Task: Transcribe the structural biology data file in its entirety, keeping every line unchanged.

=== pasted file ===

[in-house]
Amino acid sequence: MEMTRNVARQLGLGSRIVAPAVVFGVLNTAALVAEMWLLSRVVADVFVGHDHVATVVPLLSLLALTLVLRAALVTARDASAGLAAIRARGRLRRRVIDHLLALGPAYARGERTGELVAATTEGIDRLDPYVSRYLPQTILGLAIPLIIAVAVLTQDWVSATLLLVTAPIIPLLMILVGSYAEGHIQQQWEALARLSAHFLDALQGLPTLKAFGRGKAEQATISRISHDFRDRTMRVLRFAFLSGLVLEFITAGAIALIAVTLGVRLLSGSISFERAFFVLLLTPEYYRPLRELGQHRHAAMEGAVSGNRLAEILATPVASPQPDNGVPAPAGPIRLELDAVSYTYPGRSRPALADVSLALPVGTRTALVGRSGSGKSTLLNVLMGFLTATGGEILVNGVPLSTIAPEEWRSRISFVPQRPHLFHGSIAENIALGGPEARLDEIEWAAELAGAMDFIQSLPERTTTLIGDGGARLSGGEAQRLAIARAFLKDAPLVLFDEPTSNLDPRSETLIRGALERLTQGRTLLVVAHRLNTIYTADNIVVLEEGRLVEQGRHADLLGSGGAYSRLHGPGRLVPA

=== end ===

[in-house]
Amino acid sequence: MEMTRNVARQLGLGSRIVAPAVVFGVLNTAALVAEMWLLSRVVADVFVGHDHVATVVPLLSLLALTLVLRAALVTARDASAGLAAIRARGRLRRRVIDHLLALGPAYARGERTGELVAATTEGIDRLDPYVSRYLPQTILGLAIPLIIAVAVLTQDWVSATLLLVTAPIIPLLMILVGSYAEGHIQQQWEALARLSAHFLDALQGLPTLKAFGRGKAEQATISRISHDFRDRTMRVLRFAFLSGLVLEFITAGAIALIAVTLGVRLLSGSISFERAFFVLLLTPEYYRPLRELGQHRHAAMEGAVSGNRLAEILATPVASPQPDNGVPAPAGPIRLELDAVSYTYPGRSRPALADVSLALPVGTRTALVGRSGSGKSTLLNVLMGFLTATGGEILVNGVPLSTIAPEEWRSRISFVPQRPHLFHGSIAENIALGGPEARLDEIEWAAELAGAMDFIQSLPERTTTLIGDGGARLSGGEAQRLAIARAFLKDAPLVLFDEPTSNLDPRSETLIRGALERLTQGRTLLVVAHRLNTIYTADNIVVLEEGRLVEQGRHADLLGSGGAYSRLHGPGRLVPA